Have you heard of Senna before?
Ayrton Senna; the legendary Brazilian Formula One driver of the '90s who was an absolute master behind the wheel that was tragically taken too soon. Did you know there was also a car built for his namesake? The Mclaren Senna, which is the third supercar in what Mclaren calls their Ultimate Series level of cars; sharing that tier with the F1 and P1.
Senna drove with Team Mclaren for the majority of his Formula One career. With his incredible skills driving, he brought 3 drivers' championships, 35 Grand Prix wins and 4 constructors' championships for team Mclaren. Ayrton tragically passed away during the San Marino Grand Prix in 1994, at which point he was driving for Williams-Renault.
The Senna you see before you is owned
by a well-known Vancouverite,
Robbie Dickson. Robbie has always been very
passionate about motorsports and it
As the co-creator of the
famed Diamond Rally (which Team 604 helped set a world record at this past year) and Bullrun Rally. He is also deeply involved with Area 27, a full-size racecourse in the Okanagan. When Robbie had the opportunity to purchase a formidable track weapon named after what many consider one of the greatest drivers of all time, he couldn't resist.
However, Robbie took it one step
further and covered the Senna in a
livery from Mclaren Racing's 1988
Formula 1 season during their partnership
with Honda. In that season, Mclaren won
all but one race, with Ayrton Senna
dominating the podium. The resulting wins
earned Senna his first driver's title that
season and Robbie felt it would be a fitting
homage to the late racer.
The Senna is built on a modified version of the same carbon-fiber monocoque used for the 720S and its' main focus was to achieve faster lap times regardless of the form of competition. Thus it uses a number of aerodynamic enhancements such as a dual-plane electronically adjustable rear spoiler, twin sectioned diffusers and a Formula One inspired roof scoop.
Power comes from a modified version of the 4.0 liter twin-turbocharged V8 dubbed the "M840TR" which was also lifted from 720S. This particular version is capable of producing 789hp and 590lb/ft of torque thanks to dry sump lubrication, twin-scroll turbos, and electronic wastegates. All of that power is put to the ground through a 7 speed dual-clutch transmission exclusively to the rear wheels. Unlike the P1, the Senna does not use an electric motor nor have any sort of hybrid functions in order to keep weight low at only 1198kg (2641lbs). This gives the Senna an incredibly advantageous power to weight ratio of 658hp per ton, beating out other contemporary supercars such as the LaFerrari, Bugatti Veyron Super Sport and Porsche 918 Spyder. Using that power, the Senna slingshots from 0-100(62mph) in 2.8 seconds, through the quarter-mile in 9.9 seconds and onto a top speed of 335km/hr (208mph).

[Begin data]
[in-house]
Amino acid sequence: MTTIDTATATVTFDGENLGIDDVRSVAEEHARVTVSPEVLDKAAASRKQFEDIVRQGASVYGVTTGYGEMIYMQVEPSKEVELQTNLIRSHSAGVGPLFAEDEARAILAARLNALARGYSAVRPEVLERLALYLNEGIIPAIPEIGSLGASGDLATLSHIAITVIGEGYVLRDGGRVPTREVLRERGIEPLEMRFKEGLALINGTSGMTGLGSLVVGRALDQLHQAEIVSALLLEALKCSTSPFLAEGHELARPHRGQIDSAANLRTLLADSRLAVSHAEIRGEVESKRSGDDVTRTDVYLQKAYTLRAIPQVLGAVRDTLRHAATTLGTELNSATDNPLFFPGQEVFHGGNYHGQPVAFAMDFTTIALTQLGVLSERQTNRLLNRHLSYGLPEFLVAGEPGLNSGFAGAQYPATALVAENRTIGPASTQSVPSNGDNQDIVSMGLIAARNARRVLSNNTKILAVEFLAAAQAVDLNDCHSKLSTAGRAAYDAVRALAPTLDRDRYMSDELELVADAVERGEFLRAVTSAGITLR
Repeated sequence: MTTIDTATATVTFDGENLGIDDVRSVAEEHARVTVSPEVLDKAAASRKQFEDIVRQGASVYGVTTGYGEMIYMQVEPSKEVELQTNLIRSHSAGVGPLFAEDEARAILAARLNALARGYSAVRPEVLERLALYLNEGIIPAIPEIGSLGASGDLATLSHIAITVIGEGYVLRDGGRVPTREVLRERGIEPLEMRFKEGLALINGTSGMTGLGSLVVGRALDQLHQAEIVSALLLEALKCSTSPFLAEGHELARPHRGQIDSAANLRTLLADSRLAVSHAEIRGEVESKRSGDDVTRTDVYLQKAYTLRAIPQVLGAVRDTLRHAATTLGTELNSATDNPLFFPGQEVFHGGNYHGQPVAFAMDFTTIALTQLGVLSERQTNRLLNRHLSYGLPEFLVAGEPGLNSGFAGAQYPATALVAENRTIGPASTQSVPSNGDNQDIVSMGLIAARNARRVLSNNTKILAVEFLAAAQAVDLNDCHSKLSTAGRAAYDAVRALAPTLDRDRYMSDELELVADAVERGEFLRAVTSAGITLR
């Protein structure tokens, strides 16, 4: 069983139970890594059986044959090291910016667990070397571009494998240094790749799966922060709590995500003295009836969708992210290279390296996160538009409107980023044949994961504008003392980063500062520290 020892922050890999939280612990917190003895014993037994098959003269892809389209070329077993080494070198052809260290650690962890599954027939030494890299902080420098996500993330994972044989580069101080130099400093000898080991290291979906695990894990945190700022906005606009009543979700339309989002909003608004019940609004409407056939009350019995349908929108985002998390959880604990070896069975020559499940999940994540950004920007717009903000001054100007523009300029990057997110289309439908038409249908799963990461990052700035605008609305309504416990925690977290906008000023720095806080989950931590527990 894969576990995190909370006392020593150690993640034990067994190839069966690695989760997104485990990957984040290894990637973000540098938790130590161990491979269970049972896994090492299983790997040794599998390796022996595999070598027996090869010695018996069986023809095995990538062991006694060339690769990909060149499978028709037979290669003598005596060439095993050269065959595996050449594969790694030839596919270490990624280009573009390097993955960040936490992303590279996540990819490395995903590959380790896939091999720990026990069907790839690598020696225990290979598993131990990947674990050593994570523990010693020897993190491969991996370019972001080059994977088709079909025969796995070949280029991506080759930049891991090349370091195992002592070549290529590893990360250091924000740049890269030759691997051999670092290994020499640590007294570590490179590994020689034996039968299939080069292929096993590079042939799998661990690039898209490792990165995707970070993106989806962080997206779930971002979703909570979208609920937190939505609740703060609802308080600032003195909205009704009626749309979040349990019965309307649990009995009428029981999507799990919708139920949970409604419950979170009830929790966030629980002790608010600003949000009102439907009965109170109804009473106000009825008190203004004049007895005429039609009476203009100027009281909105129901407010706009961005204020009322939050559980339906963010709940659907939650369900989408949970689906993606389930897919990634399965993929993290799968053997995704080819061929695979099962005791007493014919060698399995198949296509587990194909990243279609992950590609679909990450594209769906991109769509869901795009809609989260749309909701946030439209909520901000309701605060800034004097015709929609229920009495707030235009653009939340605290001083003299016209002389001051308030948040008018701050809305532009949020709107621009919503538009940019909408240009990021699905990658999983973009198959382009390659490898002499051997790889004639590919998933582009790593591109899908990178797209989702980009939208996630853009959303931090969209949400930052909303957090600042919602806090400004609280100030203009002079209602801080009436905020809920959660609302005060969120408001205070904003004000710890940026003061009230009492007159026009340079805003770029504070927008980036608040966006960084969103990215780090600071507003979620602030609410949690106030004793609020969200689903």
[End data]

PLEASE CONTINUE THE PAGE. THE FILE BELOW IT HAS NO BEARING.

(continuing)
With all of that power comes the need to use it effectively and of the most important need: to stop. The Senna has also taken the RaceActive Chassis Control 2 suspension system from the 720S as well, albeit modified to suit racing conditions. This system is a semi-active hydraulic system. Which essentially means the vehicle has no traditional springs or struts.
The entire system is computer controlled and uses needle valves to adjust each corner individually in accordance with road conditions and all driver inputs. Stopping power comes from Brembo in the form of carbon-ceramic discs and 6 piston monobloc calipers inspired by Formula 1 that measures 390mm (15.35in) at all four corners.
The braking system is greatly aided by the enormous rear spoiler and a set of actuated dividers that sit in the front bumper, these tricks allow the car to produce intentional drag whenever the driver demands the Senna to come to shed speed as fast as possible.
The Senna is a real showcase for what building a track-focused supercar really means and we quite enjoy that. Do you think this car is a fitting homage to Ayrton Senna?
-The stopping power of the braking system is strong enough for the Senna to hold the world record for 200km/hr-0 and does it in 100 meters.
- The doors use a dihedral opening system, more colloquially known as butterfly doors. They employ a hinge mounted on the A pillar and is similar to opening doors on the P1 and F1.
- At 249km/hr (155mph) the active aero is capable of producing 800kg of downforce and is able to achieve over 1000kg at higher speeds. That weight is almost equivalent to the curb weight of the current Mazda MX-5 Miata RF.